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Despite Activism in the US, Disney Expanding to 10 Anti-Gay Countries

Published: April 1, 2022
A view of the entrance of Walt Disney World on March 22, 2022 in Orlando, Florida. Employees staged a company-wide walkout to protest Walt Disney Co.'s response to legislation passed in Florida known as the Parental Rights in Education bill. (Image: Octavio Jones/Getty Images)

The Walt Disney Company is sending mixed signals after announcing on March 29 that Disney+, the company’s subscription based streaming service, will be launched in 42 currently unserviced areas in Europe, Asia and West Africa starting this May, however many of the regions Disney plans to expand to enforce strict anti-gay laws. 

On the list of countries the company plans to expand to are Algeria, Egypt, Libya, Morocco, Oman, Palestine, Qatar, Saudi Arabia, Tunisia and Yemen, all countries that outlaw homosexuality. 

The announcement is causing some confusion after the company came out in stark opposition to Florida’s recently enacted Parental Rights in Education bill which “prohibits classroom instruction on sexual orientation or gender identity in kindergarten through 3rd grade and prohibits instruction that is not age appropriate for students and requires school districts to adopt procedures for notifying parents if there is a change in services from the school regarding a child’s mental, emotional or physical health or well-being.”

Following Florida Gov. Ron DeSantis signing the bill into law on March 28, the Walt Disney Company condemned the legislation and promised to help repeal it. 

In a statement the company said, “Florida’s HB 1557, also known as the ‘Don’t Say Gay’ bill, should never have passed and should never have been signed into law. Our goal as a company is for this law to be repealed by the legislature or struck down in the courts, and we remain committed to supporting the national and state organizations working to achieve that.”

In many of the countries Disney plans to expand to same-sex activity is punishable with lengthy prison sentences, hard labor, fines and even death.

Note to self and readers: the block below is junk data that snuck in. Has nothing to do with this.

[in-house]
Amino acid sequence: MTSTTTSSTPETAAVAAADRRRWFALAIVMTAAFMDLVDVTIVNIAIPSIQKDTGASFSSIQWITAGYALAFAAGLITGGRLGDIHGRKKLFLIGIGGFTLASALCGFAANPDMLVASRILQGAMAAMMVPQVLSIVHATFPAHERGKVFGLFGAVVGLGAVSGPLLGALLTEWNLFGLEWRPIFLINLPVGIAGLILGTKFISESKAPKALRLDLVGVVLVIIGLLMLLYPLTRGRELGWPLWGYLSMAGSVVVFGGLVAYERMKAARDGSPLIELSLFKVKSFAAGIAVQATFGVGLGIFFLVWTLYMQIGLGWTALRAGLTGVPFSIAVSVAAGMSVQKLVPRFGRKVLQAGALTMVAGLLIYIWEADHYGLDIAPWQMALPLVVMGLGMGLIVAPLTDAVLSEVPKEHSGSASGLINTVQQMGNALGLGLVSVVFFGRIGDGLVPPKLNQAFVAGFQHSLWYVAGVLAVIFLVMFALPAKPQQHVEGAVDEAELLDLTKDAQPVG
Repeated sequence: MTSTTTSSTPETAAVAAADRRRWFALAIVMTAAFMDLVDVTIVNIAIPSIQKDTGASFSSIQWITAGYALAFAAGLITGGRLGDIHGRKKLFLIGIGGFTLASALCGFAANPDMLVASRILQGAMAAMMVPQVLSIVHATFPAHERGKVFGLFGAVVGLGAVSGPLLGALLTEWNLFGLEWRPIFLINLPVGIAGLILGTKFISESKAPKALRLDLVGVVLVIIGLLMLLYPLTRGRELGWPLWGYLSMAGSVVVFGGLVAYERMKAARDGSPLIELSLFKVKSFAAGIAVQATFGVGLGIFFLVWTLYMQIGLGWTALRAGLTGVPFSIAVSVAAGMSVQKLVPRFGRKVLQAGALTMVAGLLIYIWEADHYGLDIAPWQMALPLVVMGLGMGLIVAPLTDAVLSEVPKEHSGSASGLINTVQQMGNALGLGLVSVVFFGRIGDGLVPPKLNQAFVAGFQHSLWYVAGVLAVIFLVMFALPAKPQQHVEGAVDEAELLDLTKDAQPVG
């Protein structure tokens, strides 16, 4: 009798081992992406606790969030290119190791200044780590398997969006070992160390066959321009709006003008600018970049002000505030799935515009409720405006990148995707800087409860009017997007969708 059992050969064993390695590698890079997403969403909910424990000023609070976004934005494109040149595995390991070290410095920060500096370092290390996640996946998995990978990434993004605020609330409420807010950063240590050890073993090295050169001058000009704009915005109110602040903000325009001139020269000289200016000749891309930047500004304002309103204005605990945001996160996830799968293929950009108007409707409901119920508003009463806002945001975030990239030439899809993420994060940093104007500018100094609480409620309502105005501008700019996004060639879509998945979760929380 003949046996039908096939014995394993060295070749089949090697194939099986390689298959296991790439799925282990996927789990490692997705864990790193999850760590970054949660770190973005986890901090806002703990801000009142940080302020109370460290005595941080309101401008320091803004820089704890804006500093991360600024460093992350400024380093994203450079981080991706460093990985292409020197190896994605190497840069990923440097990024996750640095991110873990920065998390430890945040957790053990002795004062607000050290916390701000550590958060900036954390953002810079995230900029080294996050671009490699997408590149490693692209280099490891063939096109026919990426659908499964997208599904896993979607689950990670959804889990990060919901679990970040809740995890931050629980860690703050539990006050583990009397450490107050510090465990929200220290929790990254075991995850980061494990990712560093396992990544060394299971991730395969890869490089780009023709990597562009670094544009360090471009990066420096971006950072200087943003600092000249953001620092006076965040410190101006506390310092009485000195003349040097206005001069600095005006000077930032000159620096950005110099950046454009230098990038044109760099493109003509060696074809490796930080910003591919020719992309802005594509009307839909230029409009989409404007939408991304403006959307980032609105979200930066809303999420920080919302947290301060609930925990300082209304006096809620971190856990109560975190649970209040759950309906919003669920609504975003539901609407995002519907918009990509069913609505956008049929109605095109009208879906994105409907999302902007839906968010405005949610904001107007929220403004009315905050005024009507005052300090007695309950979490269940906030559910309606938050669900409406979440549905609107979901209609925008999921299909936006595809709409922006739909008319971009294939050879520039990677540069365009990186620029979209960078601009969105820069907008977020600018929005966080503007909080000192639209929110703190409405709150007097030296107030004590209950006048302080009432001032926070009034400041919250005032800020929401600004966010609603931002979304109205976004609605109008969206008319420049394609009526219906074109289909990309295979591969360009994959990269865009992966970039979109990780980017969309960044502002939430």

In Saudi Arabia for example, homosexuals and transgender individuals face punishments ranging from fines and chemical castration to death.

Also, according to a report by Fox Business on Disney Cruise Lines, a subsidiary of the Walt Disney Company, the company is offering Southern Caribbean cruises, starting at $3,870 per person to Antigua, Dominica and St. Maarten.

In Antiqua, homosexual behavior carries a penalty of up to 15 years in prison and in Dominica members of the community face up to 10 years in prison for same-sex sexual activity. Both countries don’t have any laws on the books prohibiting discrimination on the basis of sexual orientation or gender identity. 

In St. Maarten, a constituent country of the Kingdom of the Netherlands, same-sex marriage is not legal and same-sex couples are barred from being married on the island. 

Disney faces backlash

Disney’s public opposition to the new legislation came after CEO Bob Chapek came under fire for not speaking up ahead of the bill being signed into law. 

Disney employees staged a walkout in protest of the company’s initial inaction prompting the company to rush to “make amends” with its staff and the LGBTQA+ community, CNBC reported. 

The company vowed to donate $5 million to organizations, including the Human Rights Campaign, that works to protect LGTBQ+ rights. 

Governor Ron DeSantis arguing for the Parental Rights in Education bill said, “Parents’ rights have been increasingly under assault around the nation, but in Florida we stand up for the rights of parents and the fundamental role they play in the education of their children,” adding that, “Parents have every right to be informed about services offered to their children at school, and should be protected from schools using classrooms instruction to sexualize their kids as young as 5 years old.”

Florida Lieutenant Governor Jeanette Nuñez said that the “Parental Rights in Education [bill] empowers Florida’s parents and safeguards our children,” asserting “This bill refuses to allow school boards and teachers unions the ability to hide information about students from their parents.”